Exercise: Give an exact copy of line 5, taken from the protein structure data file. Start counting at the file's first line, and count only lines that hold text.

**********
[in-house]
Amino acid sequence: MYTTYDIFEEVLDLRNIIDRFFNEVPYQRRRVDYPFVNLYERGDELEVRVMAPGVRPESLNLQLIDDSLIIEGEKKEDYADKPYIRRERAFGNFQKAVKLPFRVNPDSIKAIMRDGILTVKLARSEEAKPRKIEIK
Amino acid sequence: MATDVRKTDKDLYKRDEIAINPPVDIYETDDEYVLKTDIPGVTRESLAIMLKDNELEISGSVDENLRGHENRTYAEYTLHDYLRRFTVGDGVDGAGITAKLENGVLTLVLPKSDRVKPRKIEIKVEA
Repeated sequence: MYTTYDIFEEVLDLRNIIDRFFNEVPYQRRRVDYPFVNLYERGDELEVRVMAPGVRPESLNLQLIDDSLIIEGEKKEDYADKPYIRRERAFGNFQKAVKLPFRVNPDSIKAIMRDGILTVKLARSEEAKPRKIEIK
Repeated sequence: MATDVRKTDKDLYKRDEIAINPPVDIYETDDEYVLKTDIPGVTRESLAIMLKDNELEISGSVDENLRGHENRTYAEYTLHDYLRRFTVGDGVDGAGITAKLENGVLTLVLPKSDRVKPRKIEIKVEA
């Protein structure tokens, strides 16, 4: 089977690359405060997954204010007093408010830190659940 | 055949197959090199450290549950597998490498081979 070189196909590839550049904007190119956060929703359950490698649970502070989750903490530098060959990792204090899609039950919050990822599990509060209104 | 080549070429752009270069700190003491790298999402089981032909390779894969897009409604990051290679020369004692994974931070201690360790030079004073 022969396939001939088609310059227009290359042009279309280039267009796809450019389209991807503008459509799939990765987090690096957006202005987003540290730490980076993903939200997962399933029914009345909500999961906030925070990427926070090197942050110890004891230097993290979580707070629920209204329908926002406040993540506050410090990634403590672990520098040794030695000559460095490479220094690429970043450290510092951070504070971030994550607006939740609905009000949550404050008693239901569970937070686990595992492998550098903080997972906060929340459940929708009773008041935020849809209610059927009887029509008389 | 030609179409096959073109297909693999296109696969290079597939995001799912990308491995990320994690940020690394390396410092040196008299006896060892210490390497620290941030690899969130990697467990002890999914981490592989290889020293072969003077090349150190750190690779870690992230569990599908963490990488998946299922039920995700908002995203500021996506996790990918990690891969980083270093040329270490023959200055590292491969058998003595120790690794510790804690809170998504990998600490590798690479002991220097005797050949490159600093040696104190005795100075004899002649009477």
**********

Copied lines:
Repeated sequence: MATDVRKTDKDLYKRDEIAINPPVDIYETDDEYVLKTDIPGVTRESLAIMLKDNELEISGSVDENLRGHENRTYAEYTLHDYLRRFTVGDGVDGAGITAKLENGVLTLVLPKSDRVKPRKIEIKVEA